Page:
With Kansas City coming off two back-to-back World Series appearances, baseball fervor in the Midwestern market this weekend is higher than usual for the hometown Royal's opening game on Sunday. To engage with such spirit, Kansas City ad agency VML created a baseball embedded with a computer chip as a digital memento that is also a nonprofit campaign.
To support the Kansas City MLB Urban Youth Academy—an organization that gives kids access to education and career resources—VML worked with the city's Mayor Sly James and a few members of Kansas City's board on urban youth academy to create a pro bono campaign that kicks off during the Royals' ballgame Sunday night against the New York Mets.
That evening, 2,500 folks are forming a single-file line that snakes through Union Station and downtown to Kauffman Stadium, where the Royals play, in the shape of the team's crown logo. Each person in line is making a donation for at least $1 to the Kansas City MLB Urban Youth Academy and will pass the smart baseball to the person next to them until it ends up at the stadium to be used for the game's ceremonial first pitch.
A website lets those not attending the event add 140-character messages to the ball—for instance, about what baseball means to them or well wishes for a good cause—in exchange for making a $1 or more donation to the Kansas City MLB Urban Youth Academy.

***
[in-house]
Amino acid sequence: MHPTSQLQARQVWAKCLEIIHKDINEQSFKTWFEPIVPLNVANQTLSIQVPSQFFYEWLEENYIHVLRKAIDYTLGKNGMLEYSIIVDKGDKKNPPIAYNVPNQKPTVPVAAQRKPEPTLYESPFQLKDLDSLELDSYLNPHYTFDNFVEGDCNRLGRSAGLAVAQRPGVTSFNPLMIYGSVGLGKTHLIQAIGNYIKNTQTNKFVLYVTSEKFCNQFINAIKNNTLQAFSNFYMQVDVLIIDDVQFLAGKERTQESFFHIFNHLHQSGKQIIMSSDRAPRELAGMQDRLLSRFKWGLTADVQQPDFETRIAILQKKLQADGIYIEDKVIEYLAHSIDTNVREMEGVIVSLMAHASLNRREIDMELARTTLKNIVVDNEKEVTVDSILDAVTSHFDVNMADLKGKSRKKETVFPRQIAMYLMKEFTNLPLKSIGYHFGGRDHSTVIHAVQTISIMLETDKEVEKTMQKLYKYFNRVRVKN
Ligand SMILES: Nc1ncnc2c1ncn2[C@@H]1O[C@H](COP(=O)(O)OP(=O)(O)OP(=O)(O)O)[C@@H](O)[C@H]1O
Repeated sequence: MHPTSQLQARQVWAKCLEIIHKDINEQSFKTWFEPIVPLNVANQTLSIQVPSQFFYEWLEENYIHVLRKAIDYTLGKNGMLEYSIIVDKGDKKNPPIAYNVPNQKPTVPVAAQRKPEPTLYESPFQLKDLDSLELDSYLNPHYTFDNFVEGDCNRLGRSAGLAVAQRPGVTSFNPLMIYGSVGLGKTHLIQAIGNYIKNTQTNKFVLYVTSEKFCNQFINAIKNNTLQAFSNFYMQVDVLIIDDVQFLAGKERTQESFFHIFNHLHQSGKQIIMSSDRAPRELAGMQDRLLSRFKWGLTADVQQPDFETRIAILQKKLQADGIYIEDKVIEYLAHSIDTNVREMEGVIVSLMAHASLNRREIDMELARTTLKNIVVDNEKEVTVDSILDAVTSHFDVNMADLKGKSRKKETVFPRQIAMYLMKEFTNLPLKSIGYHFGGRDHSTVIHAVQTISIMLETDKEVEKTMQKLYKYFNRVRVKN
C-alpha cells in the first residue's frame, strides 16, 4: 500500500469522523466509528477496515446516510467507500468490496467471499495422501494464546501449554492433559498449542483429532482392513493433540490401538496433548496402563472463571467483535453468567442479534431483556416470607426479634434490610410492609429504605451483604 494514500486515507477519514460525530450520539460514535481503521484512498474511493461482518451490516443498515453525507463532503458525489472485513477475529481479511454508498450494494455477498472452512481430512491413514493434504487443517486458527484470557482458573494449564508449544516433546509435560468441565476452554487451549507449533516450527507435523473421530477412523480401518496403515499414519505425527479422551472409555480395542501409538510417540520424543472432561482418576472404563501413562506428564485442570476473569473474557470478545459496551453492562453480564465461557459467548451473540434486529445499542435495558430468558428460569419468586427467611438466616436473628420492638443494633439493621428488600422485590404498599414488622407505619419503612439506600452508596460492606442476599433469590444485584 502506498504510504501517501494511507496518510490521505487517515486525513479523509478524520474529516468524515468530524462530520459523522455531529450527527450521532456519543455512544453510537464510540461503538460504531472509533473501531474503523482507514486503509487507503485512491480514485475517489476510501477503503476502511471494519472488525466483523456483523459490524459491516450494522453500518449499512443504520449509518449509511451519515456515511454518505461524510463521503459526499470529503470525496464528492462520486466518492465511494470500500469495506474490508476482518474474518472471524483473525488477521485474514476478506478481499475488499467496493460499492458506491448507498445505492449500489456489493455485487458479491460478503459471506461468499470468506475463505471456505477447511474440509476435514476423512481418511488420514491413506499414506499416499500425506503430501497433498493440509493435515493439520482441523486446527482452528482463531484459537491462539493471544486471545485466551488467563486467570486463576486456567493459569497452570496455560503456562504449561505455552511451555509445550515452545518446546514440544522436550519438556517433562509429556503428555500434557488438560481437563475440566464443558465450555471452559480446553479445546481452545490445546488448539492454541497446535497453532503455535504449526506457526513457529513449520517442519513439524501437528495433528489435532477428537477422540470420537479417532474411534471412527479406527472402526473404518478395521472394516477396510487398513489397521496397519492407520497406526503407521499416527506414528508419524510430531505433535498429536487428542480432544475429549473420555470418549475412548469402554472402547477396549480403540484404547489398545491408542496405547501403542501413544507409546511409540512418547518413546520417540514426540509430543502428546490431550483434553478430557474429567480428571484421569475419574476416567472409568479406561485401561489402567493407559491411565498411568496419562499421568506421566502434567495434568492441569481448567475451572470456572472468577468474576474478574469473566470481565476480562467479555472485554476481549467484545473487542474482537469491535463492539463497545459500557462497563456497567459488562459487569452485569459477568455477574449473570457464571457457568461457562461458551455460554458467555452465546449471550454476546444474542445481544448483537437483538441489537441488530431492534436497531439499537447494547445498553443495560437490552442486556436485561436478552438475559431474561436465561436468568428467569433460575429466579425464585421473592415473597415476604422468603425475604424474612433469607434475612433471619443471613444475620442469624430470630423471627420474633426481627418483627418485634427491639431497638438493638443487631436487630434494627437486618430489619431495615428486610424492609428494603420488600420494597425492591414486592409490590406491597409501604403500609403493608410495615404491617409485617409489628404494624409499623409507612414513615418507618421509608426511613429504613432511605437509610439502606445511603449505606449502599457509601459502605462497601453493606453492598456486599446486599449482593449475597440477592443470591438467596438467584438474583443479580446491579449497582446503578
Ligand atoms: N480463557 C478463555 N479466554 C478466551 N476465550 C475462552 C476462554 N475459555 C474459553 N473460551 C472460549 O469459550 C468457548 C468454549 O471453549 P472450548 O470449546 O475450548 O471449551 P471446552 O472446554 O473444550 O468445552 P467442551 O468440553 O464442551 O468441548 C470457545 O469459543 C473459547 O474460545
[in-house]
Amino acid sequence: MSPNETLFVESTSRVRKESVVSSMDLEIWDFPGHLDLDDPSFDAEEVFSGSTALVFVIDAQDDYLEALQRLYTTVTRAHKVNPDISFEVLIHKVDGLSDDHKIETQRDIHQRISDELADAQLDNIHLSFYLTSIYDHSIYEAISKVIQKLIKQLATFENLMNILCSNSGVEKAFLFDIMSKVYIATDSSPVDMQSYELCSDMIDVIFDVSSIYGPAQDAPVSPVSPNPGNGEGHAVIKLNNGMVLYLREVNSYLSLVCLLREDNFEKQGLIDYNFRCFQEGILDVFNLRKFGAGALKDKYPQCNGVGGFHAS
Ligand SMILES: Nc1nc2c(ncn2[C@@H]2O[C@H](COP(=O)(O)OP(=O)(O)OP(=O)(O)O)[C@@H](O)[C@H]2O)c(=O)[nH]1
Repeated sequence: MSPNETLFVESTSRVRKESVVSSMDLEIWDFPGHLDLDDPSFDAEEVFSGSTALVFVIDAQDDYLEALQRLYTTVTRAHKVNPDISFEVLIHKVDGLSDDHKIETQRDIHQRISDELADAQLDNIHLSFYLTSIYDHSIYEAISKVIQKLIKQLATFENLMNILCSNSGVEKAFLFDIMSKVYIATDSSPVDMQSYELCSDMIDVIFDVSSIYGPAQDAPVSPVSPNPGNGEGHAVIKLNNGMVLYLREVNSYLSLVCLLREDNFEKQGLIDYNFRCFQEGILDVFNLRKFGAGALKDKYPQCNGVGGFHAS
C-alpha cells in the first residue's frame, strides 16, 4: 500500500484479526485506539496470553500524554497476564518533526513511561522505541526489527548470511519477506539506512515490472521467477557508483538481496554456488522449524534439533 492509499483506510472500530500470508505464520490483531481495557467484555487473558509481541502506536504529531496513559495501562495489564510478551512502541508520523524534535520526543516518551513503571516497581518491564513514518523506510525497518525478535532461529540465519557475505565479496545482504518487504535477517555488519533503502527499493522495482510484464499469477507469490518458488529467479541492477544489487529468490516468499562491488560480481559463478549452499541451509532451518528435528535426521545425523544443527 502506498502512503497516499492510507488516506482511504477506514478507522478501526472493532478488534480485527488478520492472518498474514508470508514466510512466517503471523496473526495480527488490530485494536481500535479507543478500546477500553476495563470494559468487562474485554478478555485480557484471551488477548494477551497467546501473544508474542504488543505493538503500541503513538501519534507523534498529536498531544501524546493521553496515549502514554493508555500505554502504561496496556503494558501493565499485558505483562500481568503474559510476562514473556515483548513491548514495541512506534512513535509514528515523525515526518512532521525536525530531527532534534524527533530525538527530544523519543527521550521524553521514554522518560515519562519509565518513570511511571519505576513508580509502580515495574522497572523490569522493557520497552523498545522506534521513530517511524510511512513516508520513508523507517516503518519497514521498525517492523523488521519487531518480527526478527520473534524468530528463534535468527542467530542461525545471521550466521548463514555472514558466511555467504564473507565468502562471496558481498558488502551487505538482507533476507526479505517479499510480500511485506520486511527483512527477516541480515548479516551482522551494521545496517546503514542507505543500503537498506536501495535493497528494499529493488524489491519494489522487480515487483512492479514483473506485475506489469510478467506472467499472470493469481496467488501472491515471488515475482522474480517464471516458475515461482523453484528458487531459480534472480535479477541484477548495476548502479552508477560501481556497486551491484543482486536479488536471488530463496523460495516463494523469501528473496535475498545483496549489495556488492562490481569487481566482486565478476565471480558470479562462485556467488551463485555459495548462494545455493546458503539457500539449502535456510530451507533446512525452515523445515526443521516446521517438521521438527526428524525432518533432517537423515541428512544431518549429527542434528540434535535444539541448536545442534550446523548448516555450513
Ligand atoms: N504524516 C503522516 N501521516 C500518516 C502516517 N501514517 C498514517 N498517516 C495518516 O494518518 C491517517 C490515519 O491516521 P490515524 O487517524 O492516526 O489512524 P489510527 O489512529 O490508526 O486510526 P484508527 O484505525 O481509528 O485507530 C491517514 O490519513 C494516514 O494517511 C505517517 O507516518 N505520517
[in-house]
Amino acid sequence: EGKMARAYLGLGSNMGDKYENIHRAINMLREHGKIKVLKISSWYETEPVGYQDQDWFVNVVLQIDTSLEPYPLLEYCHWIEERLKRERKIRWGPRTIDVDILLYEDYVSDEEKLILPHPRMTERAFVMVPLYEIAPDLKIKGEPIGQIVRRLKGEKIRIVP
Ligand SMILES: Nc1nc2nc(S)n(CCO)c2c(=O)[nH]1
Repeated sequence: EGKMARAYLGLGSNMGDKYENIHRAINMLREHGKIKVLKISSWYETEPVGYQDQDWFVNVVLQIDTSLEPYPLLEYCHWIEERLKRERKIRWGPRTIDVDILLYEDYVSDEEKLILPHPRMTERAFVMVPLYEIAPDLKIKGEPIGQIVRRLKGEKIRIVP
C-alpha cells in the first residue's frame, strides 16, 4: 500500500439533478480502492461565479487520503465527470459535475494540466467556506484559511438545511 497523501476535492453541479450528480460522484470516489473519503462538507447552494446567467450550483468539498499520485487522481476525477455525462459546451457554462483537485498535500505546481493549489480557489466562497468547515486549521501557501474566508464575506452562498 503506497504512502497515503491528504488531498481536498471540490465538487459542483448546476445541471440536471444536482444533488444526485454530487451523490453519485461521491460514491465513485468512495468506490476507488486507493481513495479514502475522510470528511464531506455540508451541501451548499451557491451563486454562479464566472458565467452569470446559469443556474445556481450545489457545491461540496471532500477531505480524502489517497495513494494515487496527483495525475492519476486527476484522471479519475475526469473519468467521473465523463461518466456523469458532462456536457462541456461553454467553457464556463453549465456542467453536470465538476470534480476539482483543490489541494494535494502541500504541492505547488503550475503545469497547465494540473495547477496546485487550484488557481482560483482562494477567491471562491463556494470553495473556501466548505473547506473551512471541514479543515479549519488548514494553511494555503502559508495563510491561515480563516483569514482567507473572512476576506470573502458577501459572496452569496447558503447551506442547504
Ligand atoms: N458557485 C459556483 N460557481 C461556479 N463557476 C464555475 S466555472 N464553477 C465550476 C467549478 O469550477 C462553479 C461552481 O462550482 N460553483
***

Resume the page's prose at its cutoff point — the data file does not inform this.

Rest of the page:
According to Tony Snethen, VML's executive creative director, the computer chip is capable of storing 100,000 to 200,000 pieces of text.
"It will be stored inside this baseball forever—we're looking at it like a digital, physical time capsule," Snethen said.
To create the baseball, VML tore open and carved out dozens of balls to find the right method to fit the computer chip inside while also keeping the ball's original shape and weight. The agency even worked with a local leather company called Sandlot Goods to make sure the laces were stitched properly.
According to Snethen, the smart baseball is four grams (or roughly .14 ounces) heavier than the average baseball that weighs five to five-and-a-quarter ounces.
After the game, the ball will be put on display at the Royals' Hall of Fame inside Kauffman Stadium. Using Wi-Fi, anyone at the museum can look at the messages stored in the ball on a smartphone.
"Our hope is that while this was a Kansas City-focused thing, that we're going to reach people all over the globe to take part in this," Snethen said. "There are balls out there that track activity—like a basketball will track how many dribbles and movement—but we searched high and low and couldn't find anything that was more message-based. This is not necessarily an activity tracker, it's more of immortalizing messages in time, and we wanted it to be historical."